Dishes done . . . cats fed . . . kids bundled up . . . laundry started . . . ready to leave . . . what have I forgotten?
Oh, crud, I forgot to feed hay. And here I am in my heels again. Shoot.
(I swear I didn't plan it, but Saturday I found myself in a hurry, on the haystack yet again, in heels.)
But wait, what's that noise?
Right there across the manger from me was a strange beast. Not the normal, fat, red or black beef cows, like this little lady --
-- but a black and white, rangy bull, like this one:
(Original photo stolen from these guys)
An interloper, a Holstein bull who had somehow gotten into Dad's pasture. Meaner than Leona Helmsley, but with nicer features. He was making the most gawddawful throat rumble you ever heard, and staring right at me. Not interested in the bevy of lady cows at his disposal, not interested in the tasty hay I was throwing him. Just crabby.
Also? He had a goiter. Or something.
"Knock knock," I announced as I walked into my parents' house a few minutes later. "We're here, we're ready to go." Dad came down the hallway to get his jacket. "Oh, and Dad?" I asked. "Do you know you have a Holstein bull with a huge goiter in the east pasture?"
"No?" Dad was perplexed.
"Well, you do. He must have crossed a neighbor's fence. Did I mention the goiter? He has a goiter, or a tumor, or something. He's not the least bit happy about it." Can't say I blame the poor guy.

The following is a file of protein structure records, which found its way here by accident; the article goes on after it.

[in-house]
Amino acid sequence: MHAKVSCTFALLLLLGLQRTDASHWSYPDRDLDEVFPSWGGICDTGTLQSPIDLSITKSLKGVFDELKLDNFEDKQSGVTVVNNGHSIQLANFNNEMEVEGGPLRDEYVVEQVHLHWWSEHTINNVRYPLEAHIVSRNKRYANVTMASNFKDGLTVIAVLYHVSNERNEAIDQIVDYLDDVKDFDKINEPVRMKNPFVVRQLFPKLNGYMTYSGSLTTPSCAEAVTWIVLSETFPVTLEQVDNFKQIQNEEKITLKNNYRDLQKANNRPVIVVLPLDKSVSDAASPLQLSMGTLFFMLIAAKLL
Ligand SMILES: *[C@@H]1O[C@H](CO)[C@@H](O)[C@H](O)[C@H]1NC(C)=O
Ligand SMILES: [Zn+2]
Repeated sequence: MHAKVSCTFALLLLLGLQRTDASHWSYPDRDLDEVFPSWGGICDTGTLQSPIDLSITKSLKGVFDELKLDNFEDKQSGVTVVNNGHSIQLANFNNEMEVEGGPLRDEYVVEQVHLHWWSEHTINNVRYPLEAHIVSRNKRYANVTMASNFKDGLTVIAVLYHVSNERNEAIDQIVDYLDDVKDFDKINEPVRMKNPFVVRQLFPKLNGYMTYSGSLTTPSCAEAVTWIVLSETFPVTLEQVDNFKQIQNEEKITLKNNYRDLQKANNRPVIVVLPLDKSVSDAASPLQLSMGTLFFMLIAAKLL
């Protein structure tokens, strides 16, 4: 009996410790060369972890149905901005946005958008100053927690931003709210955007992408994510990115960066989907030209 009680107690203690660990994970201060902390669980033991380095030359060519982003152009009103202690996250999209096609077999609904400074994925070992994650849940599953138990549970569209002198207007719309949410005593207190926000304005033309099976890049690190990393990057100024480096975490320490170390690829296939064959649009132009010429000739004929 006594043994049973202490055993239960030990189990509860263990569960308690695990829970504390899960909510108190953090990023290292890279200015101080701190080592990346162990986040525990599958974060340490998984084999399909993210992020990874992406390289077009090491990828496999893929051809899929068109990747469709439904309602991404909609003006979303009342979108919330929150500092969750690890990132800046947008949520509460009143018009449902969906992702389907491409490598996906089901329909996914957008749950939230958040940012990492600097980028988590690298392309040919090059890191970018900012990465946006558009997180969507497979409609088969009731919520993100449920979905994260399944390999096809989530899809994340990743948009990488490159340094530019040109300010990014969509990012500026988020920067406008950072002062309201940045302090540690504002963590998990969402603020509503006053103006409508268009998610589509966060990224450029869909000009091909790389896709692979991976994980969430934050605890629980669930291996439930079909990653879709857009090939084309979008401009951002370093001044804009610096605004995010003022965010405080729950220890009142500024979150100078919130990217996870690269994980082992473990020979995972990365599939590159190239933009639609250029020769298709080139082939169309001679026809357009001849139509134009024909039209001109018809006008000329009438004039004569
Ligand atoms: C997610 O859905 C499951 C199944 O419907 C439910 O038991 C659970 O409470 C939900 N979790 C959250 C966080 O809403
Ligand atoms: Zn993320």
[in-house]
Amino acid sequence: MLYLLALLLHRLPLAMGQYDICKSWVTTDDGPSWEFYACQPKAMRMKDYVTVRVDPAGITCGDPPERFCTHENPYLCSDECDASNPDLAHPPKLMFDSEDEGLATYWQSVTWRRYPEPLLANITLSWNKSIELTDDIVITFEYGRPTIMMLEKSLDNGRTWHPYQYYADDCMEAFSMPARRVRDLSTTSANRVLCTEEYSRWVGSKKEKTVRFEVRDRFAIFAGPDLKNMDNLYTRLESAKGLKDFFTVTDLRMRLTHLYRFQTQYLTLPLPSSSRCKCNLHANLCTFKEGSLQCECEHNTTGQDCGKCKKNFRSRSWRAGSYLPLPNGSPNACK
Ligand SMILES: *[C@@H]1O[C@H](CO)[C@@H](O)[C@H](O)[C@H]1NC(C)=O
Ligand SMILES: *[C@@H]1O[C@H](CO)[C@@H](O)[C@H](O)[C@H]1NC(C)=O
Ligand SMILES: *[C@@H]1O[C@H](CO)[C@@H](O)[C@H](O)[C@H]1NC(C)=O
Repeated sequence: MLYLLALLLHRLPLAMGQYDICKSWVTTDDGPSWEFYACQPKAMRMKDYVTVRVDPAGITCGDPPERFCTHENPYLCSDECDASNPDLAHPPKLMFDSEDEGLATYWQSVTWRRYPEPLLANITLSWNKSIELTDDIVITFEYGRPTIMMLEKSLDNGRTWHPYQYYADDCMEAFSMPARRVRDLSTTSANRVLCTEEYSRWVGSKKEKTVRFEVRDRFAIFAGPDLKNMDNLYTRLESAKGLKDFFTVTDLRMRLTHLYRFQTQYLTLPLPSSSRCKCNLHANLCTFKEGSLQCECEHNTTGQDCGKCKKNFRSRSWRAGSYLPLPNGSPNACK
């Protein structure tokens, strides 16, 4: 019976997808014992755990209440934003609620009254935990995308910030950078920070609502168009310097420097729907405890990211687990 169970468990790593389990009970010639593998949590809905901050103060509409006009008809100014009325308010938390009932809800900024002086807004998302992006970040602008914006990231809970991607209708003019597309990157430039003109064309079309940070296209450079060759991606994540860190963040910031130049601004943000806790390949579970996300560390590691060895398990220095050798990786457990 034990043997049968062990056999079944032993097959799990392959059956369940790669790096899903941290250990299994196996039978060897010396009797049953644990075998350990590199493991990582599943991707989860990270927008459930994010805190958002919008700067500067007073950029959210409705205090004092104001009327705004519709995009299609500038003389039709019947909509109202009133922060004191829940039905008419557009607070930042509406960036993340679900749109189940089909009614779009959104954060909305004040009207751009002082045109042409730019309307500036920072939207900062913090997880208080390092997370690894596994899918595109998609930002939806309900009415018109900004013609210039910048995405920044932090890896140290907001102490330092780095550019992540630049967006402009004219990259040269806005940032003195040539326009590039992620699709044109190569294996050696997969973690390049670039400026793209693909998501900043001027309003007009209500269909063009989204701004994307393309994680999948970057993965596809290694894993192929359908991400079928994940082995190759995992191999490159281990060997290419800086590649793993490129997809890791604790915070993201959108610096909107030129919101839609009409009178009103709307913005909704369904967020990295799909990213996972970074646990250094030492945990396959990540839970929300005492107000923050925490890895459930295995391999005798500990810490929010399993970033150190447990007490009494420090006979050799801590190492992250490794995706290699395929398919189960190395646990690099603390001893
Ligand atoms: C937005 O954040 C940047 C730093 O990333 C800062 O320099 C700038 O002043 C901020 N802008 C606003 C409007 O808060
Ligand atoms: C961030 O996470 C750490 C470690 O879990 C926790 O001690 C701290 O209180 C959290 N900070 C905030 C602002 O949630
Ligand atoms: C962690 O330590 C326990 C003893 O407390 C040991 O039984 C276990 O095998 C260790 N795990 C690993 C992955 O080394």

Later that day I helped Dad cut the bull from the rest of the herd, along with another smaller bull who was an apparent break-in accomplice. When I say "helped" I am referring to my aborted attempt to stay in the corral and hold the gate for the bull. Really, I was there for moral support. Also, I need to work on my clambering-over-the-manger-without-losing-a-boot skills.
Had my camera batteries not died I would have gotten video, complete with sound, of the snotty Holstein bull. His bellows and growls were constant, threatening and weird, and he spent most of his time -- a full day, as it turned out -- not just pawing the ground, but actually throwing dirt up and around in a circle, raining it down on his own head. He apparently liked it.
"Sparky, you've just seen the most dangerous animal you'll ever encounter outside a zoo," I told my little girl. "You don't need to be afraid of sharks or mountain lions or anything -- just this guy," I said, pointing at the bull, who was glaring at us through the fence, head lowered, hooves throwing dirt on himself.
"Him?" she asked.
Well, holstein bulls, specifically, I thought. More generally, young males in the wrong place at the wrong time with nothing productive to do and a bad attitude. And the goiter didn't help, I'm sure.
"You're not afraid of sharks?"
*"More" refers to tomorrow's post at my other blog, Reasonably Educated Bumpkins. It's about our trip to the Red Bluff Bull and Gelding Sale and there are photos of real live bulls! Or, there will be, once I get them off my camera. Make sure to stop by over there tomorrow.